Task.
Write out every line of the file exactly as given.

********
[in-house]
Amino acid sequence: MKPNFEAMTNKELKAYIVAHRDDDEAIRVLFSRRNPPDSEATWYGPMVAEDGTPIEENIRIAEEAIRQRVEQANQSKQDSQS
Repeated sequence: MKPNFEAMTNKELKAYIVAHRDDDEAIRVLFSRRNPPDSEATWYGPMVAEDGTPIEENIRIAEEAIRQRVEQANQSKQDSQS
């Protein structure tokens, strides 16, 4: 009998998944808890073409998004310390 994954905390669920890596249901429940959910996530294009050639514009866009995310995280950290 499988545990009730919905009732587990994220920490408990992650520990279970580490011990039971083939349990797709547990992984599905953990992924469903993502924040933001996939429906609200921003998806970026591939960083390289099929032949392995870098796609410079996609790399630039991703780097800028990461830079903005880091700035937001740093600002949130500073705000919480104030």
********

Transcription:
[in-house]
Amino acid sequence: MKPNFEAMTNKELKAYIVAHRDDDEAIRVLFSRRNPPDSEATWYGPMVAEDGTPIEENIRIAEEAIRQRVEQANQSKQDSQS
Repeated sequence: MKPNFEAMTNKELKAYIVAHRDDDEAIRVLFSRRNPPDSEATWYGPMVAEDGTPIEENIRIAEEAIRQRVEQANQSKQDSQS
């Protein structure tokens, strides 16, 4: 009998998944808890073409998004310390 994954905390669920890596249901429940959910996530294009050639514009866009995310995280950290 499988545990009730919905009732587990994220920490408990992650520990279970580490011990039971083939349990797709547990992984599905953990992924469903993502924040933001996939429906609200921003998806970026591939960083390289099929032949392995870098796609410079996609790399630039991703780097800028990461830079903005880091700035937001740093600002949130500073705000919480104030």